Illinois leaders reflect on anniversary of insurrection attack on U.S. Capitol

Thursday marks one year since the attack on the U.S. Capitol that shocked the nation. 

On Jan. 6, 2021, a deadly attack by rioters stormed the U.S. Capitol. The insurrection resulted in five deaths, and at least 140 law enforcement officers were injured. 

On the one-year anniversary of the attack, political leaders weighed in on the current state of democracy. 

"One year ago, a violent attack on our Capitol made it clear just how fragile the American experiment in democracy really is. And while the broken windows have been repaired and many of the rioters have been brought to justice, the truth is that our democracy is at greater risk today than it was back then," former President Barack Obama said. " … Historically, Americans have been defenders of democracy and freedom around the world – especially when it’s under attack. But we can’t serve that role when leading figures in one of our two major political parties are actively undermining democracy at home. We can’t set an example when our own leaders are willing to fabricate lies and cast doubt on the results of free and fair elections.


"Our system of government has never been automatic. If we want our children to grow up in a true democracy – not just one with elections, but one where every voice matters and every vote counts – we need to nurture and protect it. Today, that responsibility falls to all of us. And on this anniversary, nothing is more important."

Gov. J.B. Pritzker weighed in on the anniversary, calling it "a vicious attack on American democracy."

"A violent mob of Trump supporters, fueled by the Big Lie and Trump’s allies, stormed the United States Capitol in an attempt to sabotage the transition of power––a transition that for centuries had been peaceful. Even after these insurrectionists were removed, most Republican lawmakers voted to thwart the will of the majority of voters," Pritzker said.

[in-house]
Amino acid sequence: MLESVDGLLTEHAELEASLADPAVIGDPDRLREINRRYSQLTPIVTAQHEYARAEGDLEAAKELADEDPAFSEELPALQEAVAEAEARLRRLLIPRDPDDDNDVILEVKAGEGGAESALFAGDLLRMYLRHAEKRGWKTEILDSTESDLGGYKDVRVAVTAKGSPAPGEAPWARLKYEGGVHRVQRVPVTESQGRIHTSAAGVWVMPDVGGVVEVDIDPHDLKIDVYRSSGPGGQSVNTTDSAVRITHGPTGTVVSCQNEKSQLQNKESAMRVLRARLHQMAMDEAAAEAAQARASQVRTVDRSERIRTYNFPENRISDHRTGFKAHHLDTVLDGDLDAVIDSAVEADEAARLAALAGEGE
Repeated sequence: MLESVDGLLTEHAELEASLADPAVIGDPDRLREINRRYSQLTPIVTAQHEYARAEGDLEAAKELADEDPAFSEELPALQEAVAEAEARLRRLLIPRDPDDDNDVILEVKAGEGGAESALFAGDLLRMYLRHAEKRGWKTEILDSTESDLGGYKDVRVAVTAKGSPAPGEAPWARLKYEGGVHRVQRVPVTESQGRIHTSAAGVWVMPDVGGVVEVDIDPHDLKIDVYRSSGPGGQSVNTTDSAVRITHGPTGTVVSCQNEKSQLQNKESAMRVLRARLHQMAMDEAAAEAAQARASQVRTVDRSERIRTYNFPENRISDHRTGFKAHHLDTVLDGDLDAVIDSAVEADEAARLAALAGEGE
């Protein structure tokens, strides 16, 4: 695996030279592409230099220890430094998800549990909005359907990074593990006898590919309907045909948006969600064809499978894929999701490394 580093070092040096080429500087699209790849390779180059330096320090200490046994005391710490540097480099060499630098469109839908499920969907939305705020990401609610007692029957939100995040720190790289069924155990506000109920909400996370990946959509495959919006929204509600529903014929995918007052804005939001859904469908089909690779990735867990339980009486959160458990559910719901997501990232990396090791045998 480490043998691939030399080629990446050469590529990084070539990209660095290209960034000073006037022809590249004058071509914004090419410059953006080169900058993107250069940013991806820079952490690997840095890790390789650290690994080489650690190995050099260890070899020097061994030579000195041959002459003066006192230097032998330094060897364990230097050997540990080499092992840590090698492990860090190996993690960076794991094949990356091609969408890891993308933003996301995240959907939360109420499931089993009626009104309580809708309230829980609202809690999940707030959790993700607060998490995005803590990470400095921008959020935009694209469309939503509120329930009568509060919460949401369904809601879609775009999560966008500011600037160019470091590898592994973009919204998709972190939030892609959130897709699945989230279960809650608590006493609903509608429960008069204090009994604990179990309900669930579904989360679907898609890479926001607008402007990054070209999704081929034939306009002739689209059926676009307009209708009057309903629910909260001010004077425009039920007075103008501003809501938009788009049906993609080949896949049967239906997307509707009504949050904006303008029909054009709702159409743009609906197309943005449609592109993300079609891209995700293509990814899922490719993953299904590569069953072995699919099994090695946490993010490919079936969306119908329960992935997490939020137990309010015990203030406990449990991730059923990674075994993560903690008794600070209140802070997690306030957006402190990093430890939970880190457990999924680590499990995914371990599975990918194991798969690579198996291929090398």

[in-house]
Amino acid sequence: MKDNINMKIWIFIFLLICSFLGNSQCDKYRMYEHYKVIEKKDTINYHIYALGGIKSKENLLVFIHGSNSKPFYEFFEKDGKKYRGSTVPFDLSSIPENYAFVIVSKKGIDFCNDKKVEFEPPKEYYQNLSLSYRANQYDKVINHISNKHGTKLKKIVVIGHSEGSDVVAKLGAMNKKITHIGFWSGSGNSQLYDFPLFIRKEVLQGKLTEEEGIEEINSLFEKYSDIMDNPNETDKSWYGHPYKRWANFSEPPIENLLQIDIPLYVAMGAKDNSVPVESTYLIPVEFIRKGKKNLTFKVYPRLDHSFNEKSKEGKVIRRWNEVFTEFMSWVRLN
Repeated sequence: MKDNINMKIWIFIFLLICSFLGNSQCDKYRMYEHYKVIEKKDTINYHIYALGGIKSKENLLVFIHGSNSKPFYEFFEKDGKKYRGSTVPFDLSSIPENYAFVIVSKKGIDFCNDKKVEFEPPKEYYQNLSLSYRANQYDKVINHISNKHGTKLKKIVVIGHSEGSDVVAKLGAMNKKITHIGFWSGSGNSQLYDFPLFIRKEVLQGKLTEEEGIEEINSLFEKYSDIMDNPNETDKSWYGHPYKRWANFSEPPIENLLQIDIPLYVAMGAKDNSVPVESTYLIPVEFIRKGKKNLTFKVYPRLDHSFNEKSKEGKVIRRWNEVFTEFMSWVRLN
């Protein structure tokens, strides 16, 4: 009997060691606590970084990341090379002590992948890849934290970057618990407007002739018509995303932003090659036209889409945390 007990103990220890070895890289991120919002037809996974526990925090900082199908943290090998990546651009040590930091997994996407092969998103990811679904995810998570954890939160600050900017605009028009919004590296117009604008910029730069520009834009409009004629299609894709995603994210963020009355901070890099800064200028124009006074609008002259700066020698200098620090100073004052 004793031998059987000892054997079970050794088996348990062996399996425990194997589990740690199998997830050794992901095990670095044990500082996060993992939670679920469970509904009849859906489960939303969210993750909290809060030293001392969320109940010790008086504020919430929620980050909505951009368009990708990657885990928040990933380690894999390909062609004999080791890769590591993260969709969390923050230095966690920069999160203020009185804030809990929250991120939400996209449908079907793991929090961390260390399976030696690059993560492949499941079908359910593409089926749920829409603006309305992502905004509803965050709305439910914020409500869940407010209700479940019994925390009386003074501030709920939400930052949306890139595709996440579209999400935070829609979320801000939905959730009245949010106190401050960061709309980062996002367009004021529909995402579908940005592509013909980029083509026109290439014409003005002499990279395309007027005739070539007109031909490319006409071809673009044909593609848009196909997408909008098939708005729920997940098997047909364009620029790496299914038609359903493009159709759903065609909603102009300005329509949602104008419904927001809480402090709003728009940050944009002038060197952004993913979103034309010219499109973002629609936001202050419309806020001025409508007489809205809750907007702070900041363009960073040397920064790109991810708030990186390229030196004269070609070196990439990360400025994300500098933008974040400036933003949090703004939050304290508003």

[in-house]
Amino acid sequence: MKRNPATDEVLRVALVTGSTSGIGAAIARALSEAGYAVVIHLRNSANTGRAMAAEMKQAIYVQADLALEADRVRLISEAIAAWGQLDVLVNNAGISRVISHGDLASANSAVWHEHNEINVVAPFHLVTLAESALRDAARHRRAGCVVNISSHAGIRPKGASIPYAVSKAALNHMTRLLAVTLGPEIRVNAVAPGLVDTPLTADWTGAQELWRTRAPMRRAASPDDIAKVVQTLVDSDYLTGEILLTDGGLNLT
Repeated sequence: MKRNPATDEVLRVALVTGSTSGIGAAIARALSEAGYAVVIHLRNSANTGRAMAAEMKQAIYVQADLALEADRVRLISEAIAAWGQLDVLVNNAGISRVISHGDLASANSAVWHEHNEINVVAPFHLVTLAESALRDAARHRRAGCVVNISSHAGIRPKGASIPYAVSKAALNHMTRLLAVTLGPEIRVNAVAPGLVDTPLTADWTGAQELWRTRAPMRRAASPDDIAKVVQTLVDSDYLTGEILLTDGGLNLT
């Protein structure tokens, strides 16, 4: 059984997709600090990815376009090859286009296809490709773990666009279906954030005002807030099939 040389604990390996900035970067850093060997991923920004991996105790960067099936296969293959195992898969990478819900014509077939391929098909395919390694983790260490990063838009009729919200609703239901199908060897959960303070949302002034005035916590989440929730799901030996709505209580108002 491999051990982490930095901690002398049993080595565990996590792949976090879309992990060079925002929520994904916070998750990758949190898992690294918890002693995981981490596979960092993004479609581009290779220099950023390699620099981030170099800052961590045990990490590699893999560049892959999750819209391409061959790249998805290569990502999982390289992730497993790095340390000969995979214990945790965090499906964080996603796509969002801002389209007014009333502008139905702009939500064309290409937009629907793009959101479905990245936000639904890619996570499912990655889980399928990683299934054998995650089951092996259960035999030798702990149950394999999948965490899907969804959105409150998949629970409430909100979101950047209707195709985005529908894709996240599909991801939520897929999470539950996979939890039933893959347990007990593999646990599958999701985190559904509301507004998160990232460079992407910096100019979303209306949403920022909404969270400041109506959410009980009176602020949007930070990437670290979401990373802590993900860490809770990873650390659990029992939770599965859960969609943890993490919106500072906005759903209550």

Pritzker went on to say that anyone who seeks public office should denounce the actions of those who attacked the Capitol, and "proclaim that Joe Biden was the legitimate winner of the 2020 Presidential election."


" … As Americans, we have a sacred responsibility to stand up for democracy and hold accountable those who incited and carried out this attempted coup. We must not allow the Republican Party to rewrite history and sweep the events of January 6 under the rug," Pritzker said. "The preservation of democracy is not a guarantee, and our 245-year-old experiment in self-governance depends upon our ability to restore respect for our institutions and protect the will of the people as expressed by their votes."

U.S. Rep. Marie Newman, who was inside the Capitol during the riots, called the Jan. 6, 2021 attack one of the darkest days in modern U.S. history – illustrating how fragile democracy can be.

"Three days into being sworn in, I found myself sheltering my staff in our office away from violent domestic terrorists, who vandalized, desecrated and forced their way into the U.S. Capitol in an attempt to stop lawmakers from holding up the will of the American people," Newman said. "… It showed us first-hand what happens when inciteful, dangerous rhetoric from our public leaders goes unchecked. And yet, even with the violence and trauma endured that day, I know our nation will prevail. It’s the same reason why at the late hours of that same night, we did not go home but instead, reconvened to certify the election of Joe Biden as the next President of the United States.

"We are forever in debt to the hundreds of officers who risked their lives to protect members of Congress, staffers, cafeteria workers, custodians and everyone at the Capitol campus on January 6th. Today and every day, we must continue to honor their legacy by protecting the very democracy they fought to defend."